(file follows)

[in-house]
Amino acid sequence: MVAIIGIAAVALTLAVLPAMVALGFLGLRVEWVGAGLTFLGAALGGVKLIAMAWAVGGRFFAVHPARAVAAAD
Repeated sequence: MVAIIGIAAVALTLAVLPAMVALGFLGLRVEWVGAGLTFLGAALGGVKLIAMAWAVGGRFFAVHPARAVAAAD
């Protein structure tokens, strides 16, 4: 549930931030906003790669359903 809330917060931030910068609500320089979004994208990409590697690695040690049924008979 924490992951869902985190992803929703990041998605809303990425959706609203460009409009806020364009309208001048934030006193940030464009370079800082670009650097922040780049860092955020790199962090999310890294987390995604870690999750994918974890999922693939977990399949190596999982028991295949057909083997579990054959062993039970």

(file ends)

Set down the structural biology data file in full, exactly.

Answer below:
[in-house]
Amino acid sequence: MVAIIGIAAVALTLAVLPAMVALGFLGLRVEWVGAGLTFLGAALGGVKLIAMAWAVGGRFFAVHPARAVAAAD
Repeated sequence: MVAIIGIAAVALTLAVLPAMVALGFLGLRVEWVGAGLTFLGAALGGVKLIAMAWAVGGRFFAVHPARAVAAAD
């Protein structure tokens, strides 16, 4: 549930931030906003790669359903 809330917060931030910068609500320089979004994208990409590697690695040690049924008979 924490992951869902985190992803929703990041998605809303990425959706609203460009409009806020364009309208001048934030006193940030464009370079800082670009650097922040780049860092955020790199962090999310890294987390995604870690999750994918974890999922693939977990399949190596999982028991295949057909083997579990054959062993039970």